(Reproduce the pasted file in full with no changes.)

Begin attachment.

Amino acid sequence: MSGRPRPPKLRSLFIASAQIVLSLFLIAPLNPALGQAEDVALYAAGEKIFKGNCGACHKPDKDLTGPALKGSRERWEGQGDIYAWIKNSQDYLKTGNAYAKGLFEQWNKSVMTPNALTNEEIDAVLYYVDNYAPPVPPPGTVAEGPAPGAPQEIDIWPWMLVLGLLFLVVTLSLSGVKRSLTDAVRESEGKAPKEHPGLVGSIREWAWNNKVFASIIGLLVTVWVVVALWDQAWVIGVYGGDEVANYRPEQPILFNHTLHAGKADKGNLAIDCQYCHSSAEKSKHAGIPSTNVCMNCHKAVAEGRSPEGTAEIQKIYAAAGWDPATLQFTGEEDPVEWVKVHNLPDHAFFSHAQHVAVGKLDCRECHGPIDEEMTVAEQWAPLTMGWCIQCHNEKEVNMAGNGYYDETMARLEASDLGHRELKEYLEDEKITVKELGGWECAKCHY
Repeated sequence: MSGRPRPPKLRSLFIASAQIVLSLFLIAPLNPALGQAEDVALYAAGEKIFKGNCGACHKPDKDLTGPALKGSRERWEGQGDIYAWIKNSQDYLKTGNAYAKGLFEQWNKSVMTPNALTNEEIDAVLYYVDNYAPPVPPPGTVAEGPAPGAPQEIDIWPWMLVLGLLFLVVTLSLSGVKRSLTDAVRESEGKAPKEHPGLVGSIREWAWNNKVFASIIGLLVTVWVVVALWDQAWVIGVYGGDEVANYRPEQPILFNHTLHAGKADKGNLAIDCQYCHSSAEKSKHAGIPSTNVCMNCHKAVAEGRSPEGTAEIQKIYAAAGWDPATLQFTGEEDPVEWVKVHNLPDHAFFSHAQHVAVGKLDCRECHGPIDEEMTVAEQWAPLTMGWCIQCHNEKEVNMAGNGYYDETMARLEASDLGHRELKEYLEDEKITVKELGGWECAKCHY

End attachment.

Amino acid sequence: MSGRPRPPKLRSLFIASAQIVLSLFLIAPLNPALGQAEDVALYAAGEKIFKGNCGACHKPDKDLTGPALKGSRERWEGQGDIYAWIKNSQDYLKTGNAYAKGLFEQWNKSVMTPNALTNEEIDAVLYYVDNYAPPVPPPGTVAEGPAPGAPQEIDIWPWMLVLGLLFLVVTLSLSGVKRSLTDAVRESEGKAPKEHPGLVGSIREWAWNNKVFASIIGLLVTVWVVVALWDQAWVIGVYGGDEVANYRPEQPILFNHTLHAGKADKGNLAIDCQYCHSSAEKSKHAGIPSTNVCMNCHKAVAEGRSPEGTAEIQKIYAAAGWDPATLQFTGEEDPVEWVKVHNLPDHAFFSHAQHVAVGKLDCRECHGPIDEEMTVAEQWAPLTMGWCIQCHNEKEVNMAGNGYYDETMARLEASDLGHRELKEYLEDEKITVKELGGWECAKCHY
Repeated sequence: MSGRPRPPKLRSLFIASAQIVLSLFLIAPLNPALGQAEDVALYAAGEKIFKGNCGACHKPDKDLTGPALKGSRERWEGQGDIYAWIKNSQDYLKTGNAYAKGLFEQWNKSVMTPNALTNEEIDAVLYYVDNYAPPVPPPGTVAEGPAPGAPQEIDIWPWMLVLGLLFLVVTLSLSGVKRSLTDAVRESEGKAPKEHPGLVGSIREWAWNNKVFASIIGLLVTVWVVVALWDQAWVIGVYGGDEVANYRPEQPILFNHTLHAGKADKGNLAIDCQYCHSSAEKSKHAGIPSTNVCMNCHKAVAEGRSPEGTAEIQKIYAAAGWDPATLQFTGEEDPVEWVKVHNLPDHAFFSHAQHVAVGKLDCRECHGPIDEEMTVAEQWAPLTMGWCIQCHNEKEVNMAGNGYYDETMARLEASDLGHRELKEYLEDEKITVKELGGWECAKCHY